Rights are always a two-way thing, and the current conception makes an utter mockery of the whole idea.

            *This doesn't mean that an obligation cannot be put on others to treat them properly, but they cannot, by definition, have "rights".

            1. Anonymous Coward
              Anonymous Coward

              Maybe we should do something about that.

              Thus the lament that "rights" (in the context of computer access mechanisms) should've been called "privileges" or "responsibilities" or something. Then again, and noting that I'm not versed in philosophy, the unwashed masses tend to take a term and run with it. QV "theory" meaning "hypothesis" leaving "theory" as "body of knowledge" a bit out of sorts and also leaving a nice opening for semantic abuse from religious nutjobs to confuse the masses. Or even "hackers" as "probably evil people having something or other to do with computers or something, like", or, well, probably plenty more. That, too, is a side effect of mass-communication. (I blame you, free market propaganda complex.)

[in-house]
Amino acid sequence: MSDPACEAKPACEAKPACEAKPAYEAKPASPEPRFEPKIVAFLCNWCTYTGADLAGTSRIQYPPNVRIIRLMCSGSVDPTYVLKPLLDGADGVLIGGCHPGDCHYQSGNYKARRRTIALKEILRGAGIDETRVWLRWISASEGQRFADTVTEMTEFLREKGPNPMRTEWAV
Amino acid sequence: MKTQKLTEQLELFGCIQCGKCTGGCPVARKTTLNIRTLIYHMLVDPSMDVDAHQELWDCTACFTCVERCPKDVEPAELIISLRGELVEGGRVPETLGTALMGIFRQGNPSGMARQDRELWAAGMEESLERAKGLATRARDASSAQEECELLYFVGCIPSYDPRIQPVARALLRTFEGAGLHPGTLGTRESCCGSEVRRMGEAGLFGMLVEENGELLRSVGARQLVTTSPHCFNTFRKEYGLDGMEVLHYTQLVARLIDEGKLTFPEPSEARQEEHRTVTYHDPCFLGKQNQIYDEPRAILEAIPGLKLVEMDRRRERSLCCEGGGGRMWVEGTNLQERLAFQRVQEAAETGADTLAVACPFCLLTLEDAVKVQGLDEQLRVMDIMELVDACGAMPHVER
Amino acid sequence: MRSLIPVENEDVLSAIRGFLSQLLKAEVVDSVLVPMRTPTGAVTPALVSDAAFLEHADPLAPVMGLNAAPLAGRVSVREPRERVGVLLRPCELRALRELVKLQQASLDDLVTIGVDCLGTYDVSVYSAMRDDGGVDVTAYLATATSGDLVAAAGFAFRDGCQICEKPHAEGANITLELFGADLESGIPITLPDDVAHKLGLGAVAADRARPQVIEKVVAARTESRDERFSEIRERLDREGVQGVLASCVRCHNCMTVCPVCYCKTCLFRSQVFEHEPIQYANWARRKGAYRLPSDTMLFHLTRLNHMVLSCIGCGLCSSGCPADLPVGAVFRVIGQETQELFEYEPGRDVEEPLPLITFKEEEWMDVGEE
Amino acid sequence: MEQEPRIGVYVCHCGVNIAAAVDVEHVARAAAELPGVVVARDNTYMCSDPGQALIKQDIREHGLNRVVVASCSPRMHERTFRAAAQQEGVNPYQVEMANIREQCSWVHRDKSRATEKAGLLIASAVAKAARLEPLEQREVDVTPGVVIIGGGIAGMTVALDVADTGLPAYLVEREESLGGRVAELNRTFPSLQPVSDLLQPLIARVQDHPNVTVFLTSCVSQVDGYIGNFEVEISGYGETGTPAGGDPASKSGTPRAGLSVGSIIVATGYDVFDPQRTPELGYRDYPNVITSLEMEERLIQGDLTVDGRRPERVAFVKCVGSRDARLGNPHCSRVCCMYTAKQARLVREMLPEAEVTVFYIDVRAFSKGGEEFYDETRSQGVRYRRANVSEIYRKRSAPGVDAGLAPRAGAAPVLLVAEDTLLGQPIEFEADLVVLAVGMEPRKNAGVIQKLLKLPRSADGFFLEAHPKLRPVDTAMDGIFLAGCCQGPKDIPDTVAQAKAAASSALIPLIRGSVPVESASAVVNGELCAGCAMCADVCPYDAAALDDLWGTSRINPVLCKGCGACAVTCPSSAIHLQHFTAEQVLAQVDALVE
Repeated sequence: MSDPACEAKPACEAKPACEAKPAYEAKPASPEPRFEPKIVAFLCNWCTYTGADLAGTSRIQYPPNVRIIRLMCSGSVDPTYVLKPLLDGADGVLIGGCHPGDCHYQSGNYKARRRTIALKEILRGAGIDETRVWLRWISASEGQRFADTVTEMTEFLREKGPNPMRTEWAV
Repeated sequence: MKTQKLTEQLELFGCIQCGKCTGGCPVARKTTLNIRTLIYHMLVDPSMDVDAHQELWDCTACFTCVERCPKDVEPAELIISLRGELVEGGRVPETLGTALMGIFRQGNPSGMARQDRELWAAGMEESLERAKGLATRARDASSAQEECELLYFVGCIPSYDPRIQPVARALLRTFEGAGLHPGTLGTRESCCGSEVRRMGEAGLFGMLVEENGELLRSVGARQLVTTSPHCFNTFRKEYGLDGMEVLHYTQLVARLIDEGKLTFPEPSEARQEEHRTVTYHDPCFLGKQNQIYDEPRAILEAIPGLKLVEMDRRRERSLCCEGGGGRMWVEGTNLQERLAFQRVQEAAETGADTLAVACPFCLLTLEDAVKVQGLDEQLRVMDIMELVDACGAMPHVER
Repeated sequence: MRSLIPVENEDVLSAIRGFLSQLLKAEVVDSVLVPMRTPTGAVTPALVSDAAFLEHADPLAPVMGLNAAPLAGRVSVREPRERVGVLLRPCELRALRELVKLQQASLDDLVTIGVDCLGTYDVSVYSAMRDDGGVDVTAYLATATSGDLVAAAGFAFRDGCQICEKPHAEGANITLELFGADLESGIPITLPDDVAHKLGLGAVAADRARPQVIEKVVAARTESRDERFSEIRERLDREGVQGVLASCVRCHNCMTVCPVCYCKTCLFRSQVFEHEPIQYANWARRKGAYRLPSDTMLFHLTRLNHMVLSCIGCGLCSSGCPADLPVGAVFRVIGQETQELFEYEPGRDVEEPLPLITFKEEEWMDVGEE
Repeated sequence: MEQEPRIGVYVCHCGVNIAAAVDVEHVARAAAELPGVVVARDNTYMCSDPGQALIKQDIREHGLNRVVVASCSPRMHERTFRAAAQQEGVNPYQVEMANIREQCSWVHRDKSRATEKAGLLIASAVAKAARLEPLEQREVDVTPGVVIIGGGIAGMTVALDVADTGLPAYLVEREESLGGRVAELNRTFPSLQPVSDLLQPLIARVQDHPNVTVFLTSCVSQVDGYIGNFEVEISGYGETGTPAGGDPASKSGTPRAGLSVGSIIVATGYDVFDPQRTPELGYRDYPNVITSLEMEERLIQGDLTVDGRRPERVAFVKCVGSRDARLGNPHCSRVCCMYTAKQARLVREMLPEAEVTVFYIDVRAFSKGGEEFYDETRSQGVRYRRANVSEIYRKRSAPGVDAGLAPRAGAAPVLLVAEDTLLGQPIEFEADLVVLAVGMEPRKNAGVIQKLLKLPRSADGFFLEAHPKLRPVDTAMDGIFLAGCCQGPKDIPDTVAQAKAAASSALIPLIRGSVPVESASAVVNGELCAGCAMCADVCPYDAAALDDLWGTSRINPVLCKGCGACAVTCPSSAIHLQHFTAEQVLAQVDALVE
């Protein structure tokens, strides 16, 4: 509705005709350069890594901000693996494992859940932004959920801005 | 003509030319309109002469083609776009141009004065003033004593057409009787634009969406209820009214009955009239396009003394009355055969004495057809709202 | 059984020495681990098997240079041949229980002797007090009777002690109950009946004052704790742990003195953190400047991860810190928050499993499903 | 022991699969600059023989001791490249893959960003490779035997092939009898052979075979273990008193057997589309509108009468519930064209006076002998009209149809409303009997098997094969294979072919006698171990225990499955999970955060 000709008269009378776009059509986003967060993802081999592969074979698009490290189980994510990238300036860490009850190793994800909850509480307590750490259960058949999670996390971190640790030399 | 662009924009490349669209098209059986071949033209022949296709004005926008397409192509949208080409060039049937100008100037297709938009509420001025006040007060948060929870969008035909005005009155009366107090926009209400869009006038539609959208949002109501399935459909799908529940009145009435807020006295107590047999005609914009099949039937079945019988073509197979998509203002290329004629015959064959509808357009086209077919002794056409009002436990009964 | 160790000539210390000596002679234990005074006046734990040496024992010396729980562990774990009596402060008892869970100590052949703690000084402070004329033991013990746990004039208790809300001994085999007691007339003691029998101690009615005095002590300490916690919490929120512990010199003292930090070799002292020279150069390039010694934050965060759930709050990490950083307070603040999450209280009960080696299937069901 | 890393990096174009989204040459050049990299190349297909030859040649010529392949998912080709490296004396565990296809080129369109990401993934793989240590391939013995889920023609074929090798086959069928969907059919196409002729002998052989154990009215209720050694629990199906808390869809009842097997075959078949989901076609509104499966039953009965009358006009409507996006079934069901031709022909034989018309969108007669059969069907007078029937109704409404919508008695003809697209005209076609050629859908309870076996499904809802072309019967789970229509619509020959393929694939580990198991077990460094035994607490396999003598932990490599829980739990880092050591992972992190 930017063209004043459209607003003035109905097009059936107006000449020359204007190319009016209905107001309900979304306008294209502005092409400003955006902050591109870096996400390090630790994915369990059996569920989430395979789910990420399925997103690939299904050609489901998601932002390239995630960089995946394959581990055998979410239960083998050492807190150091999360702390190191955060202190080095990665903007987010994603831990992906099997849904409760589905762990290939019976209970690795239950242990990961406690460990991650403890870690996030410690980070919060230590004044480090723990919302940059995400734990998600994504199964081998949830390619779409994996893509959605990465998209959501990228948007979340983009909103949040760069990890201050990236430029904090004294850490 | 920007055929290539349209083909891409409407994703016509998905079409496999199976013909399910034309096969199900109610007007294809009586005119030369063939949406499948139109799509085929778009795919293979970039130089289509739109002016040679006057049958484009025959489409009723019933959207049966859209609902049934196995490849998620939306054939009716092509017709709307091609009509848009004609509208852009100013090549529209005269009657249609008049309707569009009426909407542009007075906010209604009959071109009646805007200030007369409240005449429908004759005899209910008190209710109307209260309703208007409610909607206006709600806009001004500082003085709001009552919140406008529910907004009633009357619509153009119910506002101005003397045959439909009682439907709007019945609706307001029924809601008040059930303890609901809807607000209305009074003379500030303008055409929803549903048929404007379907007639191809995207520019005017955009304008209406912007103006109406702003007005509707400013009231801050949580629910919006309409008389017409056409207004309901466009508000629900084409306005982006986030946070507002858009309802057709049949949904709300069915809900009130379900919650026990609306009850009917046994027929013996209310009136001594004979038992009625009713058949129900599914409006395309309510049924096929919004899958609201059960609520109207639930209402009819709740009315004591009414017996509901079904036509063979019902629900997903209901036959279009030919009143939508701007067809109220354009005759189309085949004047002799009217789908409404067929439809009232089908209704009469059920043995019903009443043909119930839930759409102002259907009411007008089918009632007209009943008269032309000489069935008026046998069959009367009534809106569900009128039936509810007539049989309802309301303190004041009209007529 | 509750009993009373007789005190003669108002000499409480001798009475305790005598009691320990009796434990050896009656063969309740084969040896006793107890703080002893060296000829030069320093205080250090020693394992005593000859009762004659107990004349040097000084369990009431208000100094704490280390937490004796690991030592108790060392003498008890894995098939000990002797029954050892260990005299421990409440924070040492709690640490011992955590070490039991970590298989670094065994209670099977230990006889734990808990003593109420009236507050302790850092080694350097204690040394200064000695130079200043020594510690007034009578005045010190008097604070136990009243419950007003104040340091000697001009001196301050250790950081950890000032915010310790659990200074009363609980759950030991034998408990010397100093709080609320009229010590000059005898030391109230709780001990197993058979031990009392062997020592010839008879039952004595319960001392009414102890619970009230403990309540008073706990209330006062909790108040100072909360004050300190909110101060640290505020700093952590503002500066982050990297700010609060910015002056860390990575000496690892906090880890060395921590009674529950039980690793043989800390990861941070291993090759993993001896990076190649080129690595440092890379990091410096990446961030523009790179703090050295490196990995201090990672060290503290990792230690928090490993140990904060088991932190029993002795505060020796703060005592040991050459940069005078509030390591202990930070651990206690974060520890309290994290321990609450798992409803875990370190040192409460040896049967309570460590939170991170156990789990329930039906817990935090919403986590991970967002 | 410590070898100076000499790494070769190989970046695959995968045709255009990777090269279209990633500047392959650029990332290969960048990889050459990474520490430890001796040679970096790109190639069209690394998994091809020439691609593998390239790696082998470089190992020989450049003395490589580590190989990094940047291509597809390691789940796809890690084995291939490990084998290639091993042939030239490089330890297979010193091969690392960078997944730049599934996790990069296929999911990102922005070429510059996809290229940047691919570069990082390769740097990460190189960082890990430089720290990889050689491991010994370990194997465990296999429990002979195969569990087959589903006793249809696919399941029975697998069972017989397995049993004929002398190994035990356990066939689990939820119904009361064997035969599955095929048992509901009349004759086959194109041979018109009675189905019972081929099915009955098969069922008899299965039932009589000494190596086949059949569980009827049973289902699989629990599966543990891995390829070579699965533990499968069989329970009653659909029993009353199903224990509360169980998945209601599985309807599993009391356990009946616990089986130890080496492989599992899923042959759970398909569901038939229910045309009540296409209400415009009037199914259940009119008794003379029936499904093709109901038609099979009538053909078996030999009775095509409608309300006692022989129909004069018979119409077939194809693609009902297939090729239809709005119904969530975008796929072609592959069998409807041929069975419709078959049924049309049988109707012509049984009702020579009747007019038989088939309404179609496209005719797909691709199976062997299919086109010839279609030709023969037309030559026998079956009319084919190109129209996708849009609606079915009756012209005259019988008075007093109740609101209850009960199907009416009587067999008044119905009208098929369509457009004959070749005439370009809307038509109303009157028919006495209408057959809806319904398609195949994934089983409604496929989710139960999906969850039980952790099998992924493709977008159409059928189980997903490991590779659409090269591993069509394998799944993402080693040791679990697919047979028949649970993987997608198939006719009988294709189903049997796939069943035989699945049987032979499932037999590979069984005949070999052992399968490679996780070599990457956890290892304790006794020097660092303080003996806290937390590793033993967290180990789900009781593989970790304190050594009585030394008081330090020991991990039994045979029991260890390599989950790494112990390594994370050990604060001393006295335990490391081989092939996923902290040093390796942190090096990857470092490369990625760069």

There's also the "vote yourself money" angle, which is one reason why taxes very rarely go down but do tend to sprout exemptions at every opportunity. Could we have that better-educated voter, please, and expect him to vote in a better educated representative? Or is that once or twice too much to ask?

          2. Field Marshal Von Krakenfart


            "A proper legal system for a free country should never enshrine rights in law as this is setting definitions on what a person can do"

            And why is that such a bad thing?